Dia Mirza, an actor and producer, is the UN Environment Goodwill Ambassador and United Nations Secretary-General’s Advocate for Sustainable Development Goals. She’s also an eco-investor and the global ambassador for the International Fund for Animal Welfare besides being a green entrepreneur.
As an environmental advocate, she puts her money where her beliefs are and has invested in sustainable ventures such as home and kitchen care products company Beco India, wooden toys for children enterprise Shumee, organic baby and toddler clothing brand Greendigo and Bamboo diapers and wipes company Allter.
In a conversation with Forbes Advisor India, Mirza spoke about why she thinks sustainable investing is the need of the hour, why a rethink on the investments being made is urgent and the ways in which one can get started with sustainable investing.
What different aspects of investing are you exploring and why sustainable investing?
Let me start off by clarifying that I am not any kind of an expert. The only way that I respond to the market is from my heart. And I truly believe in the power that healthy investments can make in contributing towards the health of the planet.
A lot of what I’m doing right now with allocating my resources towards investments, comes from a place of understanding conscious capitalism and investing in companies and organizations that care for people as much as they care for the planet. And that’s really the benchmark.
I believe in the importance of doing a healthy amount of research and understanding whether the companies that are making the claims that they are, are truly walking the talk and are genuinely aligned with the sustainable development goals and are they truly delivering to the promise of the values that they espouse? And what really gets me interested are these very important factors.
The idea really is to encourage more people to understand how important it is to use our resources to build a healthier planet in a healthier world for our children. Because it’s time that we became more discerning about how we were spending our money, not just on our everyday needs and essentials, but also on how we invest.
How can people at large be inspired to think before they invest, and how to really involve and indulge their efforts in sustainable investing?
So if you are dealing with a bank—a lot of people tend to take that traditional route of asking their banks to help them invest—the first thing one needs to do is to do a little bit of research on what your bank is funding. Is your bank funding fossil fuels? Is your bank funding the kind of organizations or companies that are destroying natural systems? If the answer is yes, you need to change the bank. That’s the first step.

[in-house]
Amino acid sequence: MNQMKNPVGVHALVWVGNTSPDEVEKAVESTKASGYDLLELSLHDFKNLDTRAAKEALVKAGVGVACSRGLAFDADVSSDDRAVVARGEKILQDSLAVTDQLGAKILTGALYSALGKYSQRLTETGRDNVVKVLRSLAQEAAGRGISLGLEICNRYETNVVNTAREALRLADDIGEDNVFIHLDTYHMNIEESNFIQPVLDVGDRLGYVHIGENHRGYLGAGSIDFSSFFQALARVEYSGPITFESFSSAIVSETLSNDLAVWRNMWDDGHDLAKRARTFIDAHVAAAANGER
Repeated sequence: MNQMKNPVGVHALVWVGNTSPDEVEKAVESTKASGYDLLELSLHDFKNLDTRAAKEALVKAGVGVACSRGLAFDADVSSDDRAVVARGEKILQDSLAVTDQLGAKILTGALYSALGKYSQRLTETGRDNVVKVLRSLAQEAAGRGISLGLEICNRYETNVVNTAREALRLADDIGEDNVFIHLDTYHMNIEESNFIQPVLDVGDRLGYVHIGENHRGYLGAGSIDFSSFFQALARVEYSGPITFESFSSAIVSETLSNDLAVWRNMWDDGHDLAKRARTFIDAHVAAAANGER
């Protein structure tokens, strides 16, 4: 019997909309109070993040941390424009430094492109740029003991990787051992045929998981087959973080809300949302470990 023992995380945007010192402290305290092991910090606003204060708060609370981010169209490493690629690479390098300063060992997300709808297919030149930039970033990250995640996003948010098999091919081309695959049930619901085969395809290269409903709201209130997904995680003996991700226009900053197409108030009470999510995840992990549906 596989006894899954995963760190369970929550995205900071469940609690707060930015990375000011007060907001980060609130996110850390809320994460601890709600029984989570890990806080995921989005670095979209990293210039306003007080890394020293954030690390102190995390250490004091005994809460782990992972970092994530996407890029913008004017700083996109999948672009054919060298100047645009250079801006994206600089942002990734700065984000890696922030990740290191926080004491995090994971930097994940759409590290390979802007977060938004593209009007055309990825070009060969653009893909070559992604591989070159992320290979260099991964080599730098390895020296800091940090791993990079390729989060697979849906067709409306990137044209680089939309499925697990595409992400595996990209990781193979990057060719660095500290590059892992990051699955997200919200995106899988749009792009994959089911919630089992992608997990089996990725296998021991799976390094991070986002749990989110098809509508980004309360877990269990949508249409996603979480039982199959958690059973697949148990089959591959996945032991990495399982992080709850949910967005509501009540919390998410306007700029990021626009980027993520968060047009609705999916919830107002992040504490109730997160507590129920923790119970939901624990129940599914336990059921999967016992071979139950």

The second is to then align yourselves with investment firms that ask all the right questions. And if you want to know which company is actually doing good for the people and the planet, any firm should be able to answer those questions for you. If the answer is in the negative, you know, you shouldn’t be putting your money there.
Even if they come to you with a portfolio and say that this is a great investment, you should be doing these mutual funds or these bonds, ask your investment advisor to give you data and research or some kinds of information about the companies that they’re asking you to investment invest in, based on whether the company is aligned with the ESG index and how is it impacting the planet.
What is the biggest challenge to actually be able to invest sustainably?
When we think about wealth, I think the first thing that we need to directly address is that human well-being and growth, and peace and prosperity is directly linked with the health of the planet. When we make investments keeping that in mind, the long-term benefits of such investments will be huge.
Do you feel that the efforts for sustainable investing from the influential fraternity need to be fiercer?
Oh, absolutely. I think what we collectively need to recognise is that we’re living through a time of deep crisis. And we have to stop living in denial, and all of our attitudes, all of our choices, impacts everyone, everywhere. So forget being a part of any industry. I think, just as individuals as human beings, we need to take cognizance of the fact that we really need to shift the dynamic, we need to shift the systems we need to change many things around us. And that means breaking old habits. That means understanding that sometimes what we perceive as convenient or comfortable is damaging.
And I absolutely agree with you that our choices need to become more fierce. We need to make stronger and more knowledge-based choices when it comes to what we’re projecting as well, in our everyday lives. What are we endorsing, what are we promoting?Who are we backing?, what kind of stories are we telling, it impacts everything. And I really believe in the power of choice. And I think that when we choose, we can inspire more people to do so.
What would you like to say to people who are still not taking a look at sustainable investing; they’re interested, but they don’t know the way ahead?
There will be no way ahead if we don’t take the sustainable path. And that is the truth that the human species is confronted by. We have wiped out 69% of wildlife in only the last 50 years. Our ecosystem is in complete collapse.
If we as human beings don’t change the way we do business, if we don’t change the way we live, if we don’t change our patterns of consumption, it’s going to be a very, very dark future for our children and our grandchildren, and within our lifetime, we are going to witness or find changes. So it’s really time for us to wake up and make the changes that we need to see.